For more information read: Telephone Charitable Solicitation Report



“In 2007, professional solicitors registered in Massachusetts raised nearly $285 million. Of this amount only $101 million or 35% of the amount raised ended up with the charity. This means that on average, of every dollar that a professional solicitor raised for charity in 2007, only 35 cents went to the charity.”

For more information read: Report on Professional Solicitations for Charity in 2007

New York

New York

"A total of $178.7 million was raised on behalf of 442 charities in 2007 in the 553 telemarketing campaigns covered in this report...Charities retained 39.46 percent, or $70.5 million, of the total funds raised in the campaigns.”

For more information read: Pennies for Charity

North Carolina

North Carolina

From July 1, 2007 through June 30, 2008 commercial fundraisers raised approximately $239 million for charities. Of this $239 million, however, the charities themselves only received about $142.9 million or about 59%. This was an increase from 50% the year prior.

For more information read: 2007-2008 Charitable Solicitation Licensing Section Annual Report


The three states below do not have data available showing the total amount collected by professional fundraisers, but they do publish useful information about charitable solicitation within their state.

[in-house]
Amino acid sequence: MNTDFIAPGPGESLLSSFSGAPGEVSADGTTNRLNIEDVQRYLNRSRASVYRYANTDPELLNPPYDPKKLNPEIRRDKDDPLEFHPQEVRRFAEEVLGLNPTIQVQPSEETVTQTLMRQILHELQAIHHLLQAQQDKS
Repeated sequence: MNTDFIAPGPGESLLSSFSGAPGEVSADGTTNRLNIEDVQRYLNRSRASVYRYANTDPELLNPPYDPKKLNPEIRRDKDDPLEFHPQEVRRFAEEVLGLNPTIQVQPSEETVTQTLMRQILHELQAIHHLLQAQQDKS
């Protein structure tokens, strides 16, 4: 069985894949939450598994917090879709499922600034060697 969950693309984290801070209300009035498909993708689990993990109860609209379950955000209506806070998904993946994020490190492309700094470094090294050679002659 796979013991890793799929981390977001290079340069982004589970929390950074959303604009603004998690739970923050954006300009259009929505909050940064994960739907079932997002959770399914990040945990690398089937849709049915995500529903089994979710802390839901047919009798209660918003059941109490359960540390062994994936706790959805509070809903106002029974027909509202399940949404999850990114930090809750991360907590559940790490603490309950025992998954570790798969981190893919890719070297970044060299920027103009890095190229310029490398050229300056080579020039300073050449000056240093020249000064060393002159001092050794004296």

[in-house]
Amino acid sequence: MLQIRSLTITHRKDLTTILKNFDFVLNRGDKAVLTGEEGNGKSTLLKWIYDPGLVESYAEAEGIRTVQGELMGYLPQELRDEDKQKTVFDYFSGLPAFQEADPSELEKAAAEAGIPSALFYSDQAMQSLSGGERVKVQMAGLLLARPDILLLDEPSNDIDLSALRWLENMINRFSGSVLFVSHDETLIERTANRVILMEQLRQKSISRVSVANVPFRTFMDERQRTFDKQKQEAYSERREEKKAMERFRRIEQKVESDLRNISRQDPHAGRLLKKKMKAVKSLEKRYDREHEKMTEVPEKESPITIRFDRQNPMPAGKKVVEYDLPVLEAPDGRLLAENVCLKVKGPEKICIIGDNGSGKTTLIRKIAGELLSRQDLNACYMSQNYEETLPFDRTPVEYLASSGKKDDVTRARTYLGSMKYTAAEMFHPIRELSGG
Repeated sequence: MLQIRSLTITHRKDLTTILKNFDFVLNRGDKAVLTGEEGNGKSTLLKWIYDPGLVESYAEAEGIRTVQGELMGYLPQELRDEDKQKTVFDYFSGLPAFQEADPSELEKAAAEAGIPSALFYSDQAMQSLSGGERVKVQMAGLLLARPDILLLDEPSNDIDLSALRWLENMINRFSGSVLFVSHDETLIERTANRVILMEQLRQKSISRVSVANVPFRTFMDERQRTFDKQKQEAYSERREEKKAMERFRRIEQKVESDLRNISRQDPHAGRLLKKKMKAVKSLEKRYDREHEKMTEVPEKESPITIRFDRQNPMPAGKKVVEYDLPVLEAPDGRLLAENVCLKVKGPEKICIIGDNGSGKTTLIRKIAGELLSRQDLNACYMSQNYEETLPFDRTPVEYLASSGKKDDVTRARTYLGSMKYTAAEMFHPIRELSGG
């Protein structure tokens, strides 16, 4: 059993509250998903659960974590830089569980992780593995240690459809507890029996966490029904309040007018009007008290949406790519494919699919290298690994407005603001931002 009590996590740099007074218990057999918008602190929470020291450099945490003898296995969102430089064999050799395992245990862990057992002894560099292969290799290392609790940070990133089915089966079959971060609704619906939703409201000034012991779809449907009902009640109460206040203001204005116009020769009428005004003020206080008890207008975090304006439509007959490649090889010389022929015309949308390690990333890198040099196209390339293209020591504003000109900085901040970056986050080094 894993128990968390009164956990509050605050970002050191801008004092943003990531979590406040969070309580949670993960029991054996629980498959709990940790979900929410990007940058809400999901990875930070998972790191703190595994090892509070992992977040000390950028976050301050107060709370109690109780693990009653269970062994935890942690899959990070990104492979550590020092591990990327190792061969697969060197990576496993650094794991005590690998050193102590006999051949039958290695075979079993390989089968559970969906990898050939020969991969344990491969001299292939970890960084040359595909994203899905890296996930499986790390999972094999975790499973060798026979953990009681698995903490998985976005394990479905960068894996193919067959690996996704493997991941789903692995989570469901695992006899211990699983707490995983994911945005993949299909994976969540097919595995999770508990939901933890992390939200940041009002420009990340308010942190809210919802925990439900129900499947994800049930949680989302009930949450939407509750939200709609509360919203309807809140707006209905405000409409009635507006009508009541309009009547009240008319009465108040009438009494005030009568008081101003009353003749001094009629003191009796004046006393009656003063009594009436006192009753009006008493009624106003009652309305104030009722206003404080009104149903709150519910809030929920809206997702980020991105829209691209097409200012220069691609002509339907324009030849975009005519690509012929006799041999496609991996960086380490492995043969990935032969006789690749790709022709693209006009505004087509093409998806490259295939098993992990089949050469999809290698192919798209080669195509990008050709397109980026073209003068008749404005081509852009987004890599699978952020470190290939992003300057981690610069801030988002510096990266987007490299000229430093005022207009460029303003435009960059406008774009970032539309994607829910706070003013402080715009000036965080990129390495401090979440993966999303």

South Carolina

South Carolina Secretary of State Mark Hammond releases an annual list of "Scrooges and Angels" in order to show "those charities that represent some of the best and worst of charitable giving". Charities on the "Scrooges" list that are rated by Charity Navigator include:

For the full list visit: http://www.scsos.com/From_the_Secretarys_Desk/Media_and_News_Releases/id/85


The State of Hawaii Department of the Attorney General publishes "Charitable Solicitation Financial Reports" organized both by the name of the charity and of the solicitor. From this report you can see that, for example, Community Support, Inc. raised $115,831on behalf of Cancer Center for Detection and Prevention in Hawaii but the charity only received $11,583, a return of only 1%.

For more information visit: http://hawaii.gov/ag/charities/


The Kentucky Attorney General's office publishes “Charitable Campaign in Kentucky” reports that display the charity and the solicitor.  In the most recent report you will find that Facter Direct LTD. Raised $106,822 on behalf of Children’s Wish Foundation International but the charity only received $2,878, a return of 3%.

For more information visit: http://ag.ky.gov/civil/consumerprotection/charity/

Our Advice To Donors

After reading this article, it should be clear that donors are better off when they can avoid professional, for-profit fundraisers and give directly to charities. Remember to always research a charity's spending practices before supporting their efforts to ensure that you are not giving a large portion of your gift to these outside fundraisers. Consult our article, What To Do When A Charity Calls, for additional information on how best to handle calls from for-profit fundraisers.